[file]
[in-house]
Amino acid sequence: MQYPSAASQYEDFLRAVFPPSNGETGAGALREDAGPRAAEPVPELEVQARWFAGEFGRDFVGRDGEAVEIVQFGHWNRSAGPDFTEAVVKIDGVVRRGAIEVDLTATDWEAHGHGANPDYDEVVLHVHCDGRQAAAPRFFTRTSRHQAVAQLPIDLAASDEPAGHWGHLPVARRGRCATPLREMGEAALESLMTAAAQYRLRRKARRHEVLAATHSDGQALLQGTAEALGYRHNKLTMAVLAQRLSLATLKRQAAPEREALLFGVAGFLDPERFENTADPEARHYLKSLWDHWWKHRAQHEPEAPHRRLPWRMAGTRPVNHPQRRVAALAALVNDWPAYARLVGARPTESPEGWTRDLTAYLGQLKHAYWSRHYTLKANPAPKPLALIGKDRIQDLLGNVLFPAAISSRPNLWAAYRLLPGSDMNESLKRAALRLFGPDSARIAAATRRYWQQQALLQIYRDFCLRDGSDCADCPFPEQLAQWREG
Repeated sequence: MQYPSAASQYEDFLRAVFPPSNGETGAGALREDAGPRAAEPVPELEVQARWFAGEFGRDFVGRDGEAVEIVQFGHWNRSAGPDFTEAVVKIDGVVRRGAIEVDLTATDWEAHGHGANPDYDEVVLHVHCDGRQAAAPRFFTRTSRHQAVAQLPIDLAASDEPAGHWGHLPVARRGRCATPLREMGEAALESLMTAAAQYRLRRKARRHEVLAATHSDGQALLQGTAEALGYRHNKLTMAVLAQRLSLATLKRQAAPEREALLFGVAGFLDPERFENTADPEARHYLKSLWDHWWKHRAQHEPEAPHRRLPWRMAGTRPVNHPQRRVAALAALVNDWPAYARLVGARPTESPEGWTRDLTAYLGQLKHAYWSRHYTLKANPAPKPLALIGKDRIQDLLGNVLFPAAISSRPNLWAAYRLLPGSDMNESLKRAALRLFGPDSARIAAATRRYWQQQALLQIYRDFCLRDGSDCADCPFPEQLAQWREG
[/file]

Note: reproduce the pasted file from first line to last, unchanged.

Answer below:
[in-house]
Amino acid sequence: MQYPSAASQYEDFLRAVFPPSNGETGAGALREDAGPRAAEPVPELEVQARWFAGEFGRDFVGRDGEAVEIVQFGHWNRSAGPDFTEAVVKIDGVVRRGAIEVDLTATDWEAHGHGANPDYDEVVLHVHCDGRQAAAPRFFTRTSRHQAVAQLPIDLAASDEPAGHWGHLPVARRGRCATPLREMGEAALESLMTAAAQYRLRRKARRHEVLAATHSDGQALLQGTAEALGYRHNKLTMAVLAQRLSLATLKRQAAPEREALLFGVAGFLDPERFENTADPEARHYLKSLWDHWWKHRAQHEPEAPHRRLPWRMAGTRPVNHPQRRVAALAALVNDWPAYARLVGARPTESPEGWTRDLTAYLGQLKHAYWSRHYTLKANPAPKPLALIGKDRIQDLLGNVLFPAAISSRPNLWAAYRLLPGSDMNESLKRAALRLFGPDSARIAAATRRYWQQQALLQIYRDFCLRDGSDCADCPFPEQLAQWREG
Repeated sequence: MQYPSAASQYEDFLRAVFPPSNGETGAGALREDAGPRAAEPVPELEVQARWFAGEFGRDFVGRDGEAVEIVQFGHWNRSAGPDFTEAVVKIDGVVRRGAIEVDLTATDWEAHGHGANPDYDEVVLHVHCDGRQAAAPRFFTRTSRHQAVAQLPIDLAASDEPAGHWGHLPVARRGRCATPLREMGEAALESLMTAAAQYRLRRKARRHEVLAATHSDGQALLQGTAEALGYRHNKLTMAVLAQRLSLATLKRQAAPEREALLFGVAGFLDPERFENTADPEARHYLKSLWDHWWKHRAQHEPEAPHRRLPWRMAGTRPVNHPQRRVAALAALVNDWPAYARLVGARPTESPEGWTRDLTAYLGQLKHAYWSRHYTLKANPAPKPLALIGKDRIQDLLGNVLFPAAISSRPNLWAAYRLLPGSDMNESLKRAALRLFGPDSARIAAATRRYWQQQALLQIYRDFCLRDGSDCADCPFPEQLAQWREG